Vicki and Steve feel they were sent the intent to purchase in November so that if any questions arose about the property the group could say they were in discussions with them, but really nothing was happening and the couple was left in the dark the whole time.
“A little while later, Steve and I, our lawyer, Bob Mitchell, Calvin Smith and their lawyer finally got together and I taped the conversation because I wanted to know exactly what was happening and all we wanted to know was why they need all seven acres because the original design was for three and everything fit comfortably into what they wanted,” she added.
Vicki alleged they were even shouted at after they asked what the seven acres were for. After another year of worrying and canvassing their neighbourhood looking for support from community members, things started coming up again in 2018.
“Les Vanderveen with the planning committee wanted to negotiate with us to get the deal done, which is what we want, but for the original 3.4 acres,” said Vicki. “They wanted to know if we’d be in agreeance to 90 feet from the water and the street, and in the letter of intent they gave us, it had a roadway of 66 feet, so they were going to give us 140 feet by 240 feet, with a 60 foot road all around it.”
Vicki says they were then asked if it would be possible if they allowed them to drill two or three holes by the river to check the stability and see if they could push their building back.
“They didn’t just drill two or three holes, they drilled all of them,” said Steve. “Right there we knew they were counting on taking all seven acres. They wouldn’t have drilled all of the holes if they weren’t planning on taking it right from that point, even back to when they were having the land surveyed.”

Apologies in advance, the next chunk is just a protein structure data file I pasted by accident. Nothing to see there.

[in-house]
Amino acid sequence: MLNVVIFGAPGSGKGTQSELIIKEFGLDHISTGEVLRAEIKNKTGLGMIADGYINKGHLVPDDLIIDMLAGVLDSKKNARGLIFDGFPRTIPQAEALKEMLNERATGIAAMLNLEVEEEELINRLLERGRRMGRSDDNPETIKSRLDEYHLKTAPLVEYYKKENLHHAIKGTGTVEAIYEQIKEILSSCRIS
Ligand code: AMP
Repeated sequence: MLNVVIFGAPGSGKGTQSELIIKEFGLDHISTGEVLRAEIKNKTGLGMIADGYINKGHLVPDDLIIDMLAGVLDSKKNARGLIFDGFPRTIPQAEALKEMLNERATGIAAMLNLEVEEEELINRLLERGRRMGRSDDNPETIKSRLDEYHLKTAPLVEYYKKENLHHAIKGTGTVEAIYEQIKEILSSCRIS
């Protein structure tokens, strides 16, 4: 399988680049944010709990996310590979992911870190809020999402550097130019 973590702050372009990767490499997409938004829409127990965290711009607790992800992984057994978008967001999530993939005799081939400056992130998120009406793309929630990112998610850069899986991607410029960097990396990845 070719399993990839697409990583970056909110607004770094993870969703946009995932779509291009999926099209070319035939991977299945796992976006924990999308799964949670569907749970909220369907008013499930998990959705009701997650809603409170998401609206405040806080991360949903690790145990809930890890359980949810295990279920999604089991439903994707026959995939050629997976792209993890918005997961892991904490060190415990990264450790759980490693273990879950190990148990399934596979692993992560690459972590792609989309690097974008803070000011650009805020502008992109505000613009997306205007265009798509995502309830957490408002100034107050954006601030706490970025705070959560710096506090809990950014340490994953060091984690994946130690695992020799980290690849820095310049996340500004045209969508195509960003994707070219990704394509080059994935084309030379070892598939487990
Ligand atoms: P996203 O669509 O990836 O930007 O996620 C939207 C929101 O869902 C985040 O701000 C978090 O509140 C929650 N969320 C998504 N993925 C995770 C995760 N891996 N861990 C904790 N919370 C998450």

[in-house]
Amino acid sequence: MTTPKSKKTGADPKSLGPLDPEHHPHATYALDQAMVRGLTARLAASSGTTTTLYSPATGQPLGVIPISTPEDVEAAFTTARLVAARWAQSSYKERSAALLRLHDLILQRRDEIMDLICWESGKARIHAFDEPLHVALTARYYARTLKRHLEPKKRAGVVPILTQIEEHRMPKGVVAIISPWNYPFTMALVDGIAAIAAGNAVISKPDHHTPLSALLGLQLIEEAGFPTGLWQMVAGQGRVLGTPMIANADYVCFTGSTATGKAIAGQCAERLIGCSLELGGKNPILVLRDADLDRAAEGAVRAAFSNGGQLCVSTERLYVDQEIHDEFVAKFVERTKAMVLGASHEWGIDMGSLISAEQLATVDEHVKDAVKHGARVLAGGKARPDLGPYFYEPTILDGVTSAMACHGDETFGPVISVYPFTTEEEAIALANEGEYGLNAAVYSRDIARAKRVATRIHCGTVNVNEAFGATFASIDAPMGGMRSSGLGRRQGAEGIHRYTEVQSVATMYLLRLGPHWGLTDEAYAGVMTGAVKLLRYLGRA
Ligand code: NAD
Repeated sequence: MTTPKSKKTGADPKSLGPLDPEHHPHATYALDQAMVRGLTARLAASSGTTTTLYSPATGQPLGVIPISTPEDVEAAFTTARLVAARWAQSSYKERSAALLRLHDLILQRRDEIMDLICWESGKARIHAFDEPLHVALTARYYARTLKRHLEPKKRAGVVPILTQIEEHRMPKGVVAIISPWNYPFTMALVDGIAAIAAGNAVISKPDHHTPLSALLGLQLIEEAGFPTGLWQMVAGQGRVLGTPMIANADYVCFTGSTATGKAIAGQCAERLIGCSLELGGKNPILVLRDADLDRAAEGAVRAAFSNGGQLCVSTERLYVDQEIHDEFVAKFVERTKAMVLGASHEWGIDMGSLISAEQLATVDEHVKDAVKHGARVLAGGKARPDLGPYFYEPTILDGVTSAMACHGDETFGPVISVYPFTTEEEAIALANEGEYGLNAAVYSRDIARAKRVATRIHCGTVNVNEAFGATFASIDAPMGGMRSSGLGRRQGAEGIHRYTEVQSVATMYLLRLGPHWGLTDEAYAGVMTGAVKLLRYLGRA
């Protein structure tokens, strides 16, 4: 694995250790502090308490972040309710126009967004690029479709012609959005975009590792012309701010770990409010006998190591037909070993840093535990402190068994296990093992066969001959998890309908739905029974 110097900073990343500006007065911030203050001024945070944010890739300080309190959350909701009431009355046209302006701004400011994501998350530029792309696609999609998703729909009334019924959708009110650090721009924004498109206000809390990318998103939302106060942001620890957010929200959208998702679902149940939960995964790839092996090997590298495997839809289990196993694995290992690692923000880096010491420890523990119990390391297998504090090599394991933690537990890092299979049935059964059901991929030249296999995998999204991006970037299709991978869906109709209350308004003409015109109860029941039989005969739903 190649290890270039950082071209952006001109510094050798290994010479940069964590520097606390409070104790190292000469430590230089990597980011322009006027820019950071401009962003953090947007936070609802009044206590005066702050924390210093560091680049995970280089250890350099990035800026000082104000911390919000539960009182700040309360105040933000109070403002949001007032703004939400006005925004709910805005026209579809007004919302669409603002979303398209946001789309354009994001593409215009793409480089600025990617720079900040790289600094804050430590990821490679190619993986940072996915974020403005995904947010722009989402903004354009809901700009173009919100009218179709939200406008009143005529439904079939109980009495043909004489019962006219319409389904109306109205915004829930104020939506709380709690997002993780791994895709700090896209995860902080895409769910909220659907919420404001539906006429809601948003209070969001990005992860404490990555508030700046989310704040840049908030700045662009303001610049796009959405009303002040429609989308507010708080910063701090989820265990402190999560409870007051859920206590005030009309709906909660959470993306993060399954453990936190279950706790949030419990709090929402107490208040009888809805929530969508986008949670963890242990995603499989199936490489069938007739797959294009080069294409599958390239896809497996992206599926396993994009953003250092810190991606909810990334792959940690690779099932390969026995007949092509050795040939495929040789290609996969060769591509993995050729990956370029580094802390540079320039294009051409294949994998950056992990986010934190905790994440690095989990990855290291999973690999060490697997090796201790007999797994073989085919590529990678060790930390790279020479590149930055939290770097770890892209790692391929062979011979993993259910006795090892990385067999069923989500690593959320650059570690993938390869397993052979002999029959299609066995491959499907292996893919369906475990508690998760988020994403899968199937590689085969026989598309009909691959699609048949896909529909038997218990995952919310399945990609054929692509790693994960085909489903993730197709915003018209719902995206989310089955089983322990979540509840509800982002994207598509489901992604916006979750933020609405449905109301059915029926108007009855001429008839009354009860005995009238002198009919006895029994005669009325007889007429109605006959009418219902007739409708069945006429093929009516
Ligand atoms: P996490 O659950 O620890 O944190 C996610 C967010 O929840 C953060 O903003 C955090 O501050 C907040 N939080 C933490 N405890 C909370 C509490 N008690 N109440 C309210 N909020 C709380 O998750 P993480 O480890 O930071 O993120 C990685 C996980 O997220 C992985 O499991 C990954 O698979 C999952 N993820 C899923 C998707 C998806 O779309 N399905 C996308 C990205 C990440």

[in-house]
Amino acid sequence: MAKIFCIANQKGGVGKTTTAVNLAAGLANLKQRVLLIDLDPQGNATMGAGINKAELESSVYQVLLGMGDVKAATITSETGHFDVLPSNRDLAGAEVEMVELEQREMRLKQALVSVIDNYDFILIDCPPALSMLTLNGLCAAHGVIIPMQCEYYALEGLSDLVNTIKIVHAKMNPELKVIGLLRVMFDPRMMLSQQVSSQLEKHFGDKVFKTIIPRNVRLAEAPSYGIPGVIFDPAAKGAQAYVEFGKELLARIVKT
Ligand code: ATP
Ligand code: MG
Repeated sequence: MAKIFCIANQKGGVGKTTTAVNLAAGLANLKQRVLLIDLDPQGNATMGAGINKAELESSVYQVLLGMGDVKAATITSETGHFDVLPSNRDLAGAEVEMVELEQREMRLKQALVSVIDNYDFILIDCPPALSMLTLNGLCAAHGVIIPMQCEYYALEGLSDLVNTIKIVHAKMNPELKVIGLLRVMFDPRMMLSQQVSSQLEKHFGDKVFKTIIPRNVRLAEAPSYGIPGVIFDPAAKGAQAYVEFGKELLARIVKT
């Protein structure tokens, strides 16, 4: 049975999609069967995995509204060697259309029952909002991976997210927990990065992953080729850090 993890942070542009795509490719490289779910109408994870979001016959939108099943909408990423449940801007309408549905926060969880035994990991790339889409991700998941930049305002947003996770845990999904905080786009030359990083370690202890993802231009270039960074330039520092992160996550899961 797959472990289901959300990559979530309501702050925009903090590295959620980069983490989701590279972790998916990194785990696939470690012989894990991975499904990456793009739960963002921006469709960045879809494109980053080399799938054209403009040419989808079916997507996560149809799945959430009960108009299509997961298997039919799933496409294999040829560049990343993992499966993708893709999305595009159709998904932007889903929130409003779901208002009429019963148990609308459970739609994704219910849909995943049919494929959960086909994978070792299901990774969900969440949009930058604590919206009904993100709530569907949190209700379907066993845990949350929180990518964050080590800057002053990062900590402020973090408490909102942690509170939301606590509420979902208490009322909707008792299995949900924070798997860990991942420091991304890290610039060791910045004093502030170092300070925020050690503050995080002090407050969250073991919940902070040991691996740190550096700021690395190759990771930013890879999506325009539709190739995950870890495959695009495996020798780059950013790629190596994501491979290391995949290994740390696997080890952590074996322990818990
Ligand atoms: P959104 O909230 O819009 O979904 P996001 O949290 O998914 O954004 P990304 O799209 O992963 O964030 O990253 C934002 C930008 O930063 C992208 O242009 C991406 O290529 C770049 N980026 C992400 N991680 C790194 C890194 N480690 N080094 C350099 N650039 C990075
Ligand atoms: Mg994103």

“Then we were told by Les that we needed to give them offer on our property, which isn’t how business transactions are made,” added Steve. “That didn’t make a lot of sense to me, we own the land, they should be making us an offer. In our eyes, he wanted an offer on the three acres and if we didn’t make it a good offer, they would take all of the land.”
Steve and Vicki both believe the deal should have always been for the initial three acres, and that a life lease was never needed at the location.
“If I think the land is worth more and they do, the Land Value Appraisal Commission can come in and determine the price of the three acres,” he said. “This could’ve been done five years ago but it always came back to the seven acres. And it always came back to us making an offer and we definitely shouldn’t have to make an offer. It was our land.”
Eventually, Steve and Vicki gave an offer to the town for their land, at $1.3 million for the 3.3 acres of land initially wanted.
“Les then came back to us and said Mitchell has taken everything off the table and there was no more negotiating, and that they would be expropriating all of the land instead,” Steve added.
“We’ve been told from the start that our land was not worth a thing, that it was worthless,” said Vicki. “There is a development right across the river from us and ours is in better shape, plus we’ve got the pool, the park, the golf course. Our land is a very desirable piece of land in Carman.”
The two believe expropriation was always the plan and the groups were never planning to actually reach deal with them.
“It even said in the inquiry, that should a price not be able to be negotiated by the Town and the owners than the Land Value Appraisal Commission would determine the final purchase price,” Vicki said. “So if they didn’t like our offer and they weren’t willing to give us a price they should’ve called the LVAC to take care of it. The fact that this didn’t happen is almost criminal.”
“The town and the group were banking on us saying we don’t need the land and that we would give it to them cheap and we didn’t, and that’s when they got spiteful and childish,” Steve added. “All we wanted to know is why they needed all the land, when everything they wanted to build fit easily into the 3.3 acres they initially wanted.”
The Hetheringtons say the Personal Care Home Project, along with the future assisted living building, both easily fit into the 3.4 acres.
“We were giving them enough for a future assisted living facility, inside of the 3.3 acres,” Steve said.